For Deepak Nagrath, Ph.D., targeting metabolism allows researchers to crack open that foundation of the cancer cells, inhibiting them from rewiring the microenvironment.
“In our lab, the thought process has been that cancer cells cannot die because they’re more focused on scavenging things from the microenvironment so they can grow,” he explained.
Nagrath is a biomedical engineer, and his lab looks at how the tumor microenvironment communicates with and fuels these cancer cells.
“We’ve seen that the microenvironment can supply nutrients like amino acids to cancer cells. We’ve also shown that the microenvironment supplies vesicles, which are loaded with nutrients that the cancer cells engulf to use for their own growth.
Like the other members of the working group, Nagrath is hopeful that understanding metabolism in the lab will eventually lead to new treatment options, given that, as he describes, most conventional therapies have failed to meet the mark.
“In some cancers, like pancreatic and ovarian, we’ve been using the same drugs for 40-50 years. There aren’t many new therapies,” he said. “And these have failed because cancer cells adapt and come up with ways to compensate.”
But to accomplish this, Nagrath says that a complete and dynamic understanding of the metabolic environment is necessary to truly starve the cancer and incapacitate its growth.
“That’s why the metabolic goal is systemic. It systematically starves cancer cells, so there’s no way for them to get around it,” he continued.
For metabolic treatments to have a clinical impact, Nagrath’s lab focuses on a two-pronged approach. Using patient genomic data in integrated machine learning, along with a state-of-the-art metabolic flux analysis framework, the lab has identified backup metabolic genes, or collateral genes, on which cancer cells rely for their growth.
They’re also developing a novel platform for predicting in vivo metabolic fluxes in patients, which will be a cornerstone for targeting therapy.
When thinking about the future of metabolic research, Lyssiotis has his eye on diet and cancer, a realm that he says for-profit companies and false marketing exploit, despite zero evidence that changing diet alone meaningfully affects cancer growth.
Still, Lyssiotis says that understanding the principles of metabolism, and how cancer cells feed, can create a context for diet to act as medicine.
For Yatrik Shah, Ph.D., this means researching to see if dietary changes or probiotics can enhance the anticancer metabolites, or alter microbial gasses, generated in the microbiome. His lab focuses on the intersection of metabolism, microbes and diet in colon cancer.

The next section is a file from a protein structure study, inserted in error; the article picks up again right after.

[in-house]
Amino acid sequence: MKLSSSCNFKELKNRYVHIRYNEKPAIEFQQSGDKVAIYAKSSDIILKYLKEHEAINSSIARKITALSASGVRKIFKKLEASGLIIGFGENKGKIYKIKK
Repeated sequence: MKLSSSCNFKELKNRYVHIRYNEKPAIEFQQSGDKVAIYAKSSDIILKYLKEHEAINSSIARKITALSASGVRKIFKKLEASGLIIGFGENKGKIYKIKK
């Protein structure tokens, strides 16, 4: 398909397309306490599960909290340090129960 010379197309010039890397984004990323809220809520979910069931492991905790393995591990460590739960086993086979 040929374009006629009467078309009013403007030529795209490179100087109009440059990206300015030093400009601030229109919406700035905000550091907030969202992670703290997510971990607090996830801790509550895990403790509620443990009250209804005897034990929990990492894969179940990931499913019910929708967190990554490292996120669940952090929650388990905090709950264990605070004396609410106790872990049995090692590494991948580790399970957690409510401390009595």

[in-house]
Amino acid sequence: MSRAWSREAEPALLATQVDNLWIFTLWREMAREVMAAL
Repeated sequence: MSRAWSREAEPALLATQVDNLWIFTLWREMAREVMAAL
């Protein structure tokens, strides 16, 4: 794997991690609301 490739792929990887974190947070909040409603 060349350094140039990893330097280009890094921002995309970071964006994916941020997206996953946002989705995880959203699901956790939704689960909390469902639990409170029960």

As he explains, the microbiome is a dense community of bacteria mostly localized to the colon that generates thousands of unique metabolites and dozens of biologically active gasses, all of which are dynamically changed by the diet.
“In the lab, we found microbial metabolites can alter cancer metabolism and impact cell growth and treatment response,” said Shah, Horace W. Davenport Collegiate Professor of Physiology.
“We identified several metabolites generated by microbes that enhance cancer growth by providing key nutrients. We also found microbial metabolites that selectively kill cancer cells by altering and inhibiting key metabolic steps in cancer.”
Lyssiotis uses the popular ketogenic diet as another example.
Recent studies have shown that, like people, animals on a ketogenic diet have lower glucose and insulin. And in the context of low glucose and low insulin, tumors are now more susceptible to certain drugs.
“If you recognize what the ketogenic diet does to the body, then you can harness that information to make drugs more effective,” he said. “We know that immunotherapy sometimes works great, and sometimes it doesn’t. But if you can make it work in an area where it’s not currently working, like in pancreatic cancer, by influencing diet, then it’s going to change the paradigm.”
“I’m not saying that changing diet automatically changes the disease,” Lyssiotis continued. “There’s still work to be done there. But it’s about using the principles and a molecular understanding of metabolism to improve drug effectiveness.”
This story is republished courtesy of Michigan Medicine’s Health Lab.